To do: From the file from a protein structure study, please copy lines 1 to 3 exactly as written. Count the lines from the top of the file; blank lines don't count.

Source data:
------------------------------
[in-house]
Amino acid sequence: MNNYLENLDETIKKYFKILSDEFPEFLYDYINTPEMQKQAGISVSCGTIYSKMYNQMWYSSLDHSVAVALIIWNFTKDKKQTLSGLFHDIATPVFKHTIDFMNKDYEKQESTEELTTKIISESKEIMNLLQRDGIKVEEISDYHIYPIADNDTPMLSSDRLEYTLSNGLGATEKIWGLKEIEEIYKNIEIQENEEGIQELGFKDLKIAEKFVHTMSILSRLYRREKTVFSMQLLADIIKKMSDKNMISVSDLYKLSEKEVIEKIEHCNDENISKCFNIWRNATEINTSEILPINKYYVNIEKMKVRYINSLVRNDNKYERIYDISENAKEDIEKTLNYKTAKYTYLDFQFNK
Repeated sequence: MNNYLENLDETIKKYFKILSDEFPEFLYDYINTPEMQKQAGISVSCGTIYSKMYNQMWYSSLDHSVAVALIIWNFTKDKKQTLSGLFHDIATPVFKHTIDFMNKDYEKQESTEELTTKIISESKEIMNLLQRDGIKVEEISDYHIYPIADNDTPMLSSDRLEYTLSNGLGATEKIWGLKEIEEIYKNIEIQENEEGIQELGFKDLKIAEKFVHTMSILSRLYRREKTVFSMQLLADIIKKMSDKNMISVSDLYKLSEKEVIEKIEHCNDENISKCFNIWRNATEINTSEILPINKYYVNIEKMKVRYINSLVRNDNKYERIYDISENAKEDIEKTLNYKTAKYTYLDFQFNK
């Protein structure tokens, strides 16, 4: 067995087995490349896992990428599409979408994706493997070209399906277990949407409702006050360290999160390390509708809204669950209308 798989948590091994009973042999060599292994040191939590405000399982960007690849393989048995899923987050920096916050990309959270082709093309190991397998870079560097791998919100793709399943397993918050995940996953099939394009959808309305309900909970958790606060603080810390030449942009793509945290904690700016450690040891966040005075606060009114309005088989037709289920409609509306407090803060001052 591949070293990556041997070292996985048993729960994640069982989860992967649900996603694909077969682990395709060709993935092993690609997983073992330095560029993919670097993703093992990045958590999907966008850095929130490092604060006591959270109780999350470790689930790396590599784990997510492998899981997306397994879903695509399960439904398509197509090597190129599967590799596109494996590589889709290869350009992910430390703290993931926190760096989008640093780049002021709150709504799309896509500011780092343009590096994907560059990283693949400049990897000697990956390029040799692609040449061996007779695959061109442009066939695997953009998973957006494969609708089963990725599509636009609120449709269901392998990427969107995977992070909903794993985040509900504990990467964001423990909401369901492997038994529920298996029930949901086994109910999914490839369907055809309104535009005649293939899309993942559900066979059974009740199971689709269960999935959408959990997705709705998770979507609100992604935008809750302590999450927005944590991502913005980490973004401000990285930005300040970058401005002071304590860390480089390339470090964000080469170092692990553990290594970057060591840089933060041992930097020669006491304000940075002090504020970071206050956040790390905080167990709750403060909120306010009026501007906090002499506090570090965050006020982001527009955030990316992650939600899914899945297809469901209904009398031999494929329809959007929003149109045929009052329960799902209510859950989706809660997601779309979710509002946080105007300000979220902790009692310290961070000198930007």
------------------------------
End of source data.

[in-house]
Amino acid sequence: MNNYLENLDETIKKYFKILSDEFPEFLYDYINTPEMQKQAGISVSCGTIYSKMYNQMWYSSLDHSVAVALIIWNFTKDKKQTLSGLFHDIATPVFKHTIDFMNKDYEKQESTEELTTKIISESKEIMNLLQRDGIKVEEISDYHIYPIADNDTPMLSSDRLEYTLSNGLGATEKIWGLKEIEEIYKNIEIQENEEGIQELGFKDLKIAEKFVHTMSILSRLYRREKTVFSMQLLADIIKKMSDKNMISVSDLYKLSEKEVIEKIEHCNDENISKCFNIWRNATEINTSEILPINKYYVNIEKMKVRYINSLVRNDNKYERIYDISENAKEDIEKTLNYKTAKYTYLDFQFNK
Repeated sequence: MNNYLENLDETIKKYFKILSDEFPEFLYDYINTPEMQKQAGISVSCGTIYSKMYNQMWYSSLDHSVAVALIIWNFTKDKKQTLSGLFHDIATPVFKHTIDFMNKDYEKQESTEELTTKIISESKEIMNLLQRDGIKVEEISDYHIYPIADNDTPMLSSDRLEYTLSNGLGATEKIWGLKEIEEIYKNIEIQENEEGIQELGFKDLKIAEKFVHTMSILSRLYRREKTVFSMQLLADIIKKMSDKNMISVSDLYKLSEKEVIEKIEHCNDENISKCFNIWRNATEINTSEILPINKYYVNIEKMKVRYINSLVRNDNKYERIYDISENAKEDIEKTLNYKTAKYTYLDFQFNK